An opposition protester was killed and four wounded yesterday when an unidentified gunman opened fire on demonstrators, an emergency official said, as efforts to topple Thai Prime Minister Yingluck Shinawatra have flared into violence.
The shooting came 48 hours after clashes between police and the protesters, who are determined to disrupt a snap Feb. 2 election called by Yingluck, outside a voting registration center in which two people were killed and scores wounded.
The violence is the latest in years of rivalry between Bangkok’s middle class and royalist establishment, and the mostly poor, rural supporters of Yingluck and her brother, former Thai prime minister Thaksin Shinawatra, a populist who was ousted in a military coup in 2006 and lives in self-imposed exile.
Petphong Kamjonkitkarn, director of the Erawan Emergency Center in the capital, Bangkok, told reporters that one man in his 30s had been shot dead, while four suffered gunshot wounds.
The protesters have been rallying for weeks in their attempt to topple Yingluck, who they see as a puppet of her brother, and they have vowed to block an election that she would most likely win.
Yingluck, who draws her support from the rural north and northeast, is determined to go ahead with the poll.
On Friday, her government asked the military for help to provide security for candidates and voters.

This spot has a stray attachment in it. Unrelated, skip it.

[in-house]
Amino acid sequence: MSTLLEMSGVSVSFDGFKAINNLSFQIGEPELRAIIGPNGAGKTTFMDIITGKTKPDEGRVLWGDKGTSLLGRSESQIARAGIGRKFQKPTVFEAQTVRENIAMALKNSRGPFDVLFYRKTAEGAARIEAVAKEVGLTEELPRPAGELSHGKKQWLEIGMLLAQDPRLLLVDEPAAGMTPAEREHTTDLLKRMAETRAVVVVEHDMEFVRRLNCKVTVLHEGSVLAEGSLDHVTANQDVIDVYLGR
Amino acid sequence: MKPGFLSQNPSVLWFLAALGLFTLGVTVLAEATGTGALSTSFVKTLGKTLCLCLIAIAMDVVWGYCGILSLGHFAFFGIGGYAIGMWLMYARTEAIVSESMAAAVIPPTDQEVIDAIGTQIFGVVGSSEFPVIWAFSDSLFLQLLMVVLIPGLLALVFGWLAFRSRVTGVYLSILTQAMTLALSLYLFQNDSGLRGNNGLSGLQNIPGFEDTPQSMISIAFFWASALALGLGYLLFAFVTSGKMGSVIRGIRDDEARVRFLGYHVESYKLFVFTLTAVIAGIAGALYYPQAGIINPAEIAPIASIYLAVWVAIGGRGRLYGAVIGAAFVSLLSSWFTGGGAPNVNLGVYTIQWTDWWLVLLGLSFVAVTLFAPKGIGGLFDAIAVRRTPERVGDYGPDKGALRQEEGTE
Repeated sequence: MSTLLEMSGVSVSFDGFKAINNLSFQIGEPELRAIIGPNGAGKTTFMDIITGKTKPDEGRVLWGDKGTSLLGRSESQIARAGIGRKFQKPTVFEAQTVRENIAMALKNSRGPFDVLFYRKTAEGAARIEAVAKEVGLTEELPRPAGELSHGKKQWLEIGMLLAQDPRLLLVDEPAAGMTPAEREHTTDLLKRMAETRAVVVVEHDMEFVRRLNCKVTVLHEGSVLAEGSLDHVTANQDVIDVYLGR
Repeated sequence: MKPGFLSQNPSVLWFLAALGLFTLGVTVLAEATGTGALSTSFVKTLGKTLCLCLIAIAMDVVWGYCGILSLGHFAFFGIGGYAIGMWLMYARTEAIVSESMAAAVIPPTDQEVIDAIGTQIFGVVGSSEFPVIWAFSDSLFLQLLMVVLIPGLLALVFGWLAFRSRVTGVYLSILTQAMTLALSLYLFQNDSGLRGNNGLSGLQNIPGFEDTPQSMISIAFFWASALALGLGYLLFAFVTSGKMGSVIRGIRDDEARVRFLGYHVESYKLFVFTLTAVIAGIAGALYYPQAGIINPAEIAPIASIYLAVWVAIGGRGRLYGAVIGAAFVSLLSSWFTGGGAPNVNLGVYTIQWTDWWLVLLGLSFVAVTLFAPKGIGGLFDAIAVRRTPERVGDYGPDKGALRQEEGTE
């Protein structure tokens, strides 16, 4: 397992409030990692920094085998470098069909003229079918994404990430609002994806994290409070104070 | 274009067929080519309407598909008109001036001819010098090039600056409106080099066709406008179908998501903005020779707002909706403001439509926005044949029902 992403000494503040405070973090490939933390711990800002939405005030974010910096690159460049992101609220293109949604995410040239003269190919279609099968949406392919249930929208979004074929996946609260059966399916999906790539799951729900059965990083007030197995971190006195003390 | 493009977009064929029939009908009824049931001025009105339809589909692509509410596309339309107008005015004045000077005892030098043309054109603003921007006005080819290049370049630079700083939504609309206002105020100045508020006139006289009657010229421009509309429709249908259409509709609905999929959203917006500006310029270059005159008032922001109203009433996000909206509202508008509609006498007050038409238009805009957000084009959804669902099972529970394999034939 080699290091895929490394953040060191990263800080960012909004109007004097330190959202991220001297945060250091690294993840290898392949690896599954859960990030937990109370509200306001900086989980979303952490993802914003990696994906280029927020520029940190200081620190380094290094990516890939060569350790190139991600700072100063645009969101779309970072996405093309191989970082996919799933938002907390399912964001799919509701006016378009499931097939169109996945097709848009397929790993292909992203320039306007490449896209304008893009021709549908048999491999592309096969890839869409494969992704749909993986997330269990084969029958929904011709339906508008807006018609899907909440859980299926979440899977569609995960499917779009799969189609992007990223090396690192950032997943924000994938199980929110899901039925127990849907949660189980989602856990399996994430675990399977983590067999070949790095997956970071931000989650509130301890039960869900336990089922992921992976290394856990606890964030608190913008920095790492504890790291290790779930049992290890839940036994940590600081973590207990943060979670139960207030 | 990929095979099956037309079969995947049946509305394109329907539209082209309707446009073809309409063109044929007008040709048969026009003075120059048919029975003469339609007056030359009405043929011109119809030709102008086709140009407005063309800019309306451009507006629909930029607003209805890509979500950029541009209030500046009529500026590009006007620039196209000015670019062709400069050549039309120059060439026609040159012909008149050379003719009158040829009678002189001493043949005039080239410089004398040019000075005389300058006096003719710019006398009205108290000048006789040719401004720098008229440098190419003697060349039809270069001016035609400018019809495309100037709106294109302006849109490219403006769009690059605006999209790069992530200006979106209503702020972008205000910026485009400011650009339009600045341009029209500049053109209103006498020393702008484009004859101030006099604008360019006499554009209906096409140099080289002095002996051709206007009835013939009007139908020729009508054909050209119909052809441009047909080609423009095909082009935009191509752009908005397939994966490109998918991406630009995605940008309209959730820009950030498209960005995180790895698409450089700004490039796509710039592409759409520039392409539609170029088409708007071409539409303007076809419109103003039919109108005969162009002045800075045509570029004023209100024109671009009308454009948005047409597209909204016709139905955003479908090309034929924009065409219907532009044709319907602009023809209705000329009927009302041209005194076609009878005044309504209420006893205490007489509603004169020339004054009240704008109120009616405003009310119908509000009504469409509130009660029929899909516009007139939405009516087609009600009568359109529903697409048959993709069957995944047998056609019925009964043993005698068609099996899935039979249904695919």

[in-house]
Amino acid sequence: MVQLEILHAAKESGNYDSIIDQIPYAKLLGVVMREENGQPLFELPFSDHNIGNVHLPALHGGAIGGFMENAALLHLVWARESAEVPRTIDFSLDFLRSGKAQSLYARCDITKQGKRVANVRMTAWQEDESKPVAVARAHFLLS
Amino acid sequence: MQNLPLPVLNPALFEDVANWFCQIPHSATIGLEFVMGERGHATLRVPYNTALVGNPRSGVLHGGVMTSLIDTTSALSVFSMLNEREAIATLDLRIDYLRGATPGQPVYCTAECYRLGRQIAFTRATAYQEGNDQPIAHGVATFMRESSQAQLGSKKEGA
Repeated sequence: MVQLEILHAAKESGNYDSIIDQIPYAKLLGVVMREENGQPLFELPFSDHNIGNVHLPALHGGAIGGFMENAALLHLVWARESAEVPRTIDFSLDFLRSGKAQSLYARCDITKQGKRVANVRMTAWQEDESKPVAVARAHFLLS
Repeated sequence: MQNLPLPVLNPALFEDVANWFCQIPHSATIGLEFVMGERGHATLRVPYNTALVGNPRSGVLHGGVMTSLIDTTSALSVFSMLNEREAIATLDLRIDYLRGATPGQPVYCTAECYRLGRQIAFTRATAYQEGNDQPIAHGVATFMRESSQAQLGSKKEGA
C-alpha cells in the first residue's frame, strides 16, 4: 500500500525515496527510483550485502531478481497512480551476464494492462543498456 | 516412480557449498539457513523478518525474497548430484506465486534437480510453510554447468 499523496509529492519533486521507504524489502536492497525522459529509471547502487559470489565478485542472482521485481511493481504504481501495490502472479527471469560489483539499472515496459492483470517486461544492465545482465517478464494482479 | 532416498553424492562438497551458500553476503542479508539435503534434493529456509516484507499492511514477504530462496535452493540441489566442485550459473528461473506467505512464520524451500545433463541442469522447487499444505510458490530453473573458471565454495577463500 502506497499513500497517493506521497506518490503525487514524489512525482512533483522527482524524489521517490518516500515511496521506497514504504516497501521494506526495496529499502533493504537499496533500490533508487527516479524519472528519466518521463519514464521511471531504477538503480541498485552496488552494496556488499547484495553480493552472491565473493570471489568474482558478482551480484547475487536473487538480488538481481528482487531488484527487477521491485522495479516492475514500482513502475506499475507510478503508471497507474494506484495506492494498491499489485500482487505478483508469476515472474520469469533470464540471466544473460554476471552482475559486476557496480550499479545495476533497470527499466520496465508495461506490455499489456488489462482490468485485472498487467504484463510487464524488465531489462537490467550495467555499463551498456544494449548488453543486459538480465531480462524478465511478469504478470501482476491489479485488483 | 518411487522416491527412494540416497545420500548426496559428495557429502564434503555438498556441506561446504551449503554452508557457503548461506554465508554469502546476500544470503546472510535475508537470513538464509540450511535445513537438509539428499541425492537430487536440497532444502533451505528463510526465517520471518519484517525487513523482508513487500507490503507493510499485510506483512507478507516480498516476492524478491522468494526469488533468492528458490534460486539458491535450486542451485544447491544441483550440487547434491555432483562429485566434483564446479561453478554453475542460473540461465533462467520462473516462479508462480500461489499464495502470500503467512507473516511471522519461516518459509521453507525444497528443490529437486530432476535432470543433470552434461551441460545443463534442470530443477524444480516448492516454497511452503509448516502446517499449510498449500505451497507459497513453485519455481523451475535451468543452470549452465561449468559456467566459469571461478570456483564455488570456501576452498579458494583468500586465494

However, General Prayuth Chan-ocha, chief of the heavily politicized army, declined to rule out military intervention, saying that “the door was neither open nor closed” when asked if a coup was possible.
Several hundred protesters are camped out in tents around the walls of Yingluck’s Government House offices, one of several rally sites around the capital. Witnesses said they were sleeping when gunfire rang out at about 3.30am.
“I was sleeping and then I heard several gunshots. I was surprised,” said one 18-year-old protester, who identified himself as “Boy.”
Other witness said the shots could have come from a car as it drove past the protest site.
Reuters television pictures showed bullet holes in a concrete barrier and a generator, as well as bloodstains inside a tent.
Protesters showed several small-calibre slugs they found.
Registration for the election was to continue yesterday, although the Thai Election Commission has asked that the poll be delayed after Thursday’s violence until “mutual consent” from all sides is achieved — a very unlikely scenario.
Commission Secretary-General Puchong Nutrawong said the body had temporarily closed registration centers in six southern provinces because the sites had been blocked by protesters and candidates could not enter to register.
Media reported that protesters had cut water and electricity to some of the sites.
The protesters draw much of their support from the south, as does the main opposition and pro-establishment Democrat Party, — Thailand’s oldest party — which has further muddied the waters by saying it will boycott the poll.
With the street protests escalating, any delay to a poll that Yingluck’s Puea Thai Party would otherwise be expected to win would leave her government open to legal challenges, or military or judicial intervention.
The military has staged or attempted 18 coups in 81 years of democracy, making Friday’s comments by the general more chilling for Yingluck and Thaksin.